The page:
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Nara Park (Nara Koen) is a large, pleasant park in central Nara, established in 1880. It is the location of many of Nara's main attractions including Todaiji, Kasuga Taisha, Kofukuji and the Nara National Museum, a museum specialzed in Buddhist art. The park is home to hundreds of freely roaming deer. Considered messengers of the gods in Shinto, Nara's deer have become a symbol of the city and have even been designated a National Treasure. They go shopping for biscuits in the grocery stores near the park!!

Extending eastward from Nara, the Kasuga Hills have been inhabited by deer (sika deer : Cervus nippon) since prehistoric times. From antiquity, these hills have been considered sacred by the local people. In the 8th century, when Nara became the capital of Japan, the Fujiwara family established Kasuga-Taisha as their tutelary shrine at this location. The history of the shrine compiled in medieval times indicates that Takemikazuchi-no-Mikoto, the first of the shrine’s four deities was invited from Kashima (Ibaraki prefecture) and arrived riding a white deer in 768. Accordingly, the shrine and Kôfuku-ji, an associated Buddhist Monastery which exercised power over the Yamato Province, began to insist on the divinity of the deer inhabiting the Kasuga Hills. These deer were depicted on religious paintings as sacred animals on which deities are mounted. These paintings of medieval times are generally called Kasuga Mandala.

Subsequently, the deer of Nara have been strictly protected by the local authorities of all ages. This protection has sometimes been excessively strict, such that the penalty for killing deer was a death. Father Luis Frois, a Jesuit missionary from Portugal, wrote in his report dated February 20, 1565 that many deer freely roamed the streets of Nara and no one harmed them because they belonged to the shrine.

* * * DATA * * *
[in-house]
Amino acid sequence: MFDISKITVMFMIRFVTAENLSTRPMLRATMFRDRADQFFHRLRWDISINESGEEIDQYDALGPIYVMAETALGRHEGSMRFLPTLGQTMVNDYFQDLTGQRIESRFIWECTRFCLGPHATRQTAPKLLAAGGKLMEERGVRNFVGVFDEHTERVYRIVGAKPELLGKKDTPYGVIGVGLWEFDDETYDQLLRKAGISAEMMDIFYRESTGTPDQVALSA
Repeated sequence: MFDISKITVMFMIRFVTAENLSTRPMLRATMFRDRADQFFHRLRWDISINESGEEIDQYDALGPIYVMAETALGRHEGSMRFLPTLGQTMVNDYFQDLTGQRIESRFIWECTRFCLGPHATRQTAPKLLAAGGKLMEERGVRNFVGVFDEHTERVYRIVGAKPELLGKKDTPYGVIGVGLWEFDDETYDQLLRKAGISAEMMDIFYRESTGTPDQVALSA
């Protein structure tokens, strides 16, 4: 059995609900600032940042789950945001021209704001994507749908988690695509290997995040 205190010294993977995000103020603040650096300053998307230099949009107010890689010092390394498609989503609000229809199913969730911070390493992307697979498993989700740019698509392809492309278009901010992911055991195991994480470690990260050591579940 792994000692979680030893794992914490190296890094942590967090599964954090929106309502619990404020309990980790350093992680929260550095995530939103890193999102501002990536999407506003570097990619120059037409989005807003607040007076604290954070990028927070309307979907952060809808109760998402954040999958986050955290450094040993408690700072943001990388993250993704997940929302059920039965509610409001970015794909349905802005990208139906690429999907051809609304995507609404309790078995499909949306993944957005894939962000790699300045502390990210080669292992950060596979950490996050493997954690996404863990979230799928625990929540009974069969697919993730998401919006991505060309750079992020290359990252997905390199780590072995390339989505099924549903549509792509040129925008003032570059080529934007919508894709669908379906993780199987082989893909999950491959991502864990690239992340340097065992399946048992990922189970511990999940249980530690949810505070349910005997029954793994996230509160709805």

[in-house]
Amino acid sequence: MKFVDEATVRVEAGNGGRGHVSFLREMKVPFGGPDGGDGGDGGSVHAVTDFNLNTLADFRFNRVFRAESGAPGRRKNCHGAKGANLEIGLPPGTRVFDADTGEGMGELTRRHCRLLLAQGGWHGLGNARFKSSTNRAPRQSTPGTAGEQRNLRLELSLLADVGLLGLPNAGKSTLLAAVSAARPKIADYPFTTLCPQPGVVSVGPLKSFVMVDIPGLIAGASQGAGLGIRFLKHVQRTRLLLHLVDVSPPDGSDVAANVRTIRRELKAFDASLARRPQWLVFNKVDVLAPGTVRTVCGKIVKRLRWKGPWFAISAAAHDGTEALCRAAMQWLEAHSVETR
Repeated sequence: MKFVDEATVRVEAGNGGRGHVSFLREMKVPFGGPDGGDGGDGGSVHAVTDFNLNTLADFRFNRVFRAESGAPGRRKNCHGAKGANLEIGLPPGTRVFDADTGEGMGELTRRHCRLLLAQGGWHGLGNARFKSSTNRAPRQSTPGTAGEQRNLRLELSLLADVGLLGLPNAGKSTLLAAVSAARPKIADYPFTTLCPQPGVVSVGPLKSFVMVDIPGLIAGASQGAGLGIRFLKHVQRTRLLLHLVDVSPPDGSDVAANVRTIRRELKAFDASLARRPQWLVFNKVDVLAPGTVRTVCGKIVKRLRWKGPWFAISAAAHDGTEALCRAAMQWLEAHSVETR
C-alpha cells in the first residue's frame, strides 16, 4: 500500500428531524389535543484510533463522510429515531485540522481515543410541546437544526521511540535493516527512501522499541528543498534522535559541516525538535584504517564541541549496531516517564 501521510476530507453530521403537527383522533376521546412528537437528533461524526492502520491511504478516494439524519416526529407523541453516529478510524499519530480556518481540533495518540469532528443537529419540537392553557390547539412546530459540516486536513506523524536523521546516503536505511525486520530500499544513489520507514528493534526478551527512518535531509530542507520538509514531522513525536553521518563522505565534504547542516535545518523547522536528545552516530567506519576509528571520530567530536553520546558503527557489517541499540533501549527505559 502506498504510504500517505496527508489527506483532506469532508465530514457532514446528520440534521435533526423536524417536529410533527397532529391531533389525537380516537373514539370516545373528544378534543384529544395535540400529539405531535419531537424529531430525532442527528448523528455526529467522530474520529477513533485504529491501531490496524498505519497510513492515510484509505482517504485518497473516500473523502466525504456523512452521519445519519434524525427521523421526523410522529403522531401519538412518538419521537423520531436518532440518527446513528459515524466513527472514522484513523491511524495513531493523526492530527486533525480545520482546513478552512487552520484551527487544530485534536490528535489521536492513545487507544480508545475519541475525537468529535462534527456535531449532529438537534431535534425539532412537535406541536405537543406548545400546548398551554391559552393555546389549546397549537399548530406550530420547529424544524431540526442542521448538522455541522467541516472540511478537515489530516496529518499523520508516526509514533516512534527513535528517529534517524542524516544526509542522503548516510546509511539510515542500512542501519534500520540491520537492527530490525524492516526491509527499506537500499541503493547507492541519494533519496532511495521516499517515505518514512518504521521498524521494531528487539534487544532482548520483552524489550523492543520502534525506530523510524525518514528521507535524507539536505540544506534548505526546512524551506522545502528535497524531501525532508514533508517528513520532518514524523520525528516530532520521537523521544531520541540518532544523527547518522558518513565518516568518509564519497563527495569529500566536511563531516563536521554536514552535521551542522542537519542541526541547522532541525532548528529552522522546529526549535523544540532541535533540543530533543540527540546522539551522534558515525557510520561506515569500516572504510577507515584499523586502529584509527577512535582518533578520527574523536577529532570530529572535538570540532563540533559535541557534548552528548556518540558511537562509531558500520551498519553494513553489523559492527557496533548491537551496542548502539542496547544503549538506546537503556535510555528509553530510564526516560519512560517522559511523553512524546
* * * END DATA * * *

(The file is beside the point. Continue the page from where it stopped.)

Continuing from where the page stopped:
Kawaji Toshiakira, a government officer of the Tokugawa shogunate at Edo (present day Tokyo) in the 19th century, was in the service of the governor of Nara from 1846 to 1851. On the 30th day, 7th month, 3rd year of the Kôka era (September 20, 1846 by the Gregorian calendar), Kawaji was amazed to receive an indictment against a young man who accidentally killed a deer. He persuaded the authority of Kofuku-ji Monastery to withdraw the indictment. He noted in his diary, known as Neifu-kiji (Records in Nara), that he had believed that these laws, which made the killing of deer a capital offence should only have existed in literary fictions. After reviewing the records preserved in the governor’s office, he also noted that the last enforcement of that law was in 1637 and that it had never been done since.

After World War II, the divinity of the deer was officially renounced. Today, about 1,200 deer inhabit the area around Nara Park in a semi-wild state. They are designated and protected as a natural treasure by the government and attract tourists from the entire country and abroad.

By Noboru Ogata, Kyoto University

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